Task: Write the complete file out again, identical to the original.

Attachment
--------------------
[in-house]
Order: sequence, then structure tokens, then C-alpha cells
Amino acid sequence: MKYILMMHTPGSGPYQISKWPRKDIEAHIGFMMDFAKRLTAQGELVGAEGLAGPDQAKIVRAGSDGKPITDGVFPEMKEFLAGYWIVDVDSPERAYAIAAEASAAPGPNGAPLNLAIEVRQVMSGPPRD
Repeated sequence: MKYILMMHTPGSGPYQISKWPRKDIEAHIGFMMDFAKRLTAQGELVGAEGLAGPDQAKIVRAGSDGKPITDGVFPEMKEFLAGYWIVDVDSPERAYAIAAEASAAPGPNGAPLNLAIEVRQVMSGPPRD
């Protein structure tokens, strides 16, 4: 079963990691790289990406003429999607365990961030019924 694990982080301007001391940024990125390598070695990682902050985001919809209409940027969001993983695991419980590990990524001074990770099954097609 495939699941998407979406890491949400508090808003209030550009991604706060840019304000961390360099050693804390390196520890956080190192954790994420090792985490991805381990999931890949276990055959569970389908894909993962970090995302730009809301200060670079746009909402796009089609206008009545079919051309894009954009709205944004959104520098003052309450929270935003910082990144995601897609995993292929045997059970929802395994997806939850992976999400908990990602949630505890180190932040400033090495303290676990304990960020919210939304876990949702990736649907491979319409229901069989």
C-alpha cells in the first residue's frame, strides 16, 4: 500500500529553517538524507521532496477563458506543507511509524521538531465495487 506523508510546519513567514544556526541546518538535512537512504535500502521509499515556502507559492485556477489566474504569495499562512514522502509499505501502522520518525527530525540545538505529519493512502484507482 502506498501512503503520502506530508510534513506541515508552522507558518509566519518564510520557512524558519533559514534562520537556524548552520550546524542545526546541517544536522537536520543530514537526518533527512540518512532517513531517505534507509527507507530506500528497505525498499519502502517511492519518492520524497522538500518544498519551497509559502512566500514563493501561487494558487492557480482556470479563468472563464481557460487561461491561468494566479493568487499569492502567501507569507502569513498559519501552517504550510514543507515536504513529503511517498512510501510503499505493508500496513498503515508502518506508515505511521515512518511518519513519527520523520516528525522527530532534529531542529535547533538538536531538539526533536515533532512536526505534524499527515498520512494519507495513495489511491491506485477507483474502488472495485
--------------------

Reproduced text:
[in-house]
Order: sequence, then structure tokens, then C-alpha cells
Amino acid sequence: MKYILMMHTPGSGPYQISKWPRKDIEAHIGFMMDFAKRLTAQGELVGAEGLAGPDQAKIVRAGSDGKPITDGVFPEMKEFLAGYWIVDVDSPERAYAIAAEASAAPGPNGAPLNLAIEVRQVMSGPPRD
Repeated sequence: MKYILMMHTPGSGPYQISKWPRKDIEAHIGFMMDFAKRLTAQGELVGAEGLAGPDQAKIVRAGSDGKPITDGVFPEMKEFLAGYWIVDVDSPERAYAIAAEASAAPGPNGAPLNLAIEVRQVMSGPPRD
């Protein structure tokens, strides 16, 4: 079963990691790289990406003429999607365990961030019924 694990982080301007001391940024990125390598070695990682902050985001919809209409940027969001993983695991419980590990990524001074990770099954097609 495939699941998407979406890491949400508090808003209030550009991604706060840019304000961390360099050693804390390196520890956080190192954790994420090792985490991805381990999931890949276990055959569970389908894909993962970090995302730009809301200060670079746009909402796009089609206008009545079919051309894009954009709205944004959104520098003052309450929270935003910082990144995601897609995993292929045997059970929802395994997806939850992976999400908990990602949630505890180190932040400033090495303290676990304990960020919210939304876990949702990736649907491979319409229901069989």
C-alpha cells in the first residue's frame, strides 16, 4: 500500500529553517538524507521532496477563458506543507511509524521538531465495487 506523508510546519513567514544556526541546518538535512537512504535500502521509499515556502507559492485556477489566474504569495499562512514522502509499505501502522520518525527530525540545538505529519493512502484507482 502506498501512503503520502506530508510534513506541515508552522507558518509566519518564510520557512524558519533559514534562520537556524548552520550546524542545526546541517544536522537536520543530514537526518533527512540518512532517513531517505534507509527507507530506500528497505525498499519502502517511492519518492520524497522538500518544498519551497509559502512566500514563493501561487494558487492557480482556470479563468472563464481557460487561461491561468494566479493568487499569492502567501507569507502569513498559519501552517504550510514543507515536504513529503511517498512510501510503499505493508500496513498503515508502518506508515505511521515512518511518519513519527520523520516528525522527530532534529531542529535547533538538536531538539526533536515533532512536526505534524499527515498520512494519507495513495489511491491506485477507483474502488472495485